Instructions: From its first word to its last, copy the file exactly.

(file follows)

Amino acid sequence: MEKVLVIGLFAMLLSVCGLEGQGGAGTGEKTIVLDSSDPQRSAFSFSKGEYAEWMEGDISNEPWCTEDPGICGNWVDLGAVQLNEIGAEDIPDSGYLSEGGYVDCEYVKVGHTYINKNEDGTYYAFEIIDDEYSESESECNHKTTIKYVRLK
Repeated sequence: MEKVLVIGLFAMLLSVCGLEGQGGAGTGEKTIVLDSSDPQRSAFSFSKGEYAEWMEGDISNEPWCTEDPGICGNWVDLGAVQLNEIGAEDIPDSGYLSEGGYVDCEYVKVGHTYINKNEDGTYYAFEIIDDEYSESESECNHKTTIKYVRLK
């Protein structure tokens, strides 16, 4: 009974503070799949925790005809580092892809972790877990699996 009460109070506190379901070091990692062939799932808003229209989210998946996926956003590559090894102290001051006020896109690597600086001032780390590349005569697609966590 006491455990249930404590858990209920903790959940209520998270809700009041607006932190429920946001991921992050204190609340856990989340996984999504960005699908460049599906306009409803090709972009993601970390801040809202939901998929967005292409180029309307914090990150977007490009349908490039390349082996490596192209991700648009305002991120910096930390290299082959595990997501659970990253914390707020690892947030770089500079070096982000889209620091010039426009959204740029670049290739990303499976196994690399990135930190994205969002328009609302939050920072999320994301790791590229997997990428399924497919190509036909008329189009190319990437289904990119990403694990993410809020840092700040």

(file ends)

Amino acid sequence: MEKVLVIGLFAMLLSVCGLEGQGGAGTGEKTIVLDSSDPQRSAFSFSKGEYAEWMEGDISNEPWCTEDPGICGNWVDLGAVQLNEIGAEDIPDSGYLSEGGYVDCEYVKVGHTYINKNEDGTYYAFEIIDDEYSESESECNHKTTIKYVRLK
Repeated sequence: MEKVLVIGLFAMLLSVCGLEGQGGAGTGEKTIVLDSSDPQRSAFSFSKGEYAEWMEGDISNEPWCTEDPGICGNWVDLGAVQLNEIGAEDIPDSGYLSEGGYVDCEYVKVGHTYINKNEDGTYYAFEIIDDEYSESESECNHKTTIKYVRLK
């Protein structure tokens, strides 16, 4: 009974503070799949925790005809580092892809972790877990699996 009460109070506190379901070091990692062939799932808003229209989210998946996926956003590559090894102290001051006020896109690597600086001032780390590349005569697609966590 006491455990249930404590858990209920903790959940209520998270809700009041607006932190429920946001991921992050204190609340856990989340996984999504960005699908460049599906306009409803090709972009993601970390801040809202939901998929967005292409180029309307914090990150977007490009349908490039390349082996490596192209991700648009305002991120910096930390290299082959595990997501659970990253914390707020690892947030770089500079070096982000889209620091010039426009959204740029670049290739990303499976196994690399990135930190994205969002328009609302939050920072999320994301790791590229997997990428399924497919190509036909008329189009190319990437289904990119990403694990993410809020840092700040």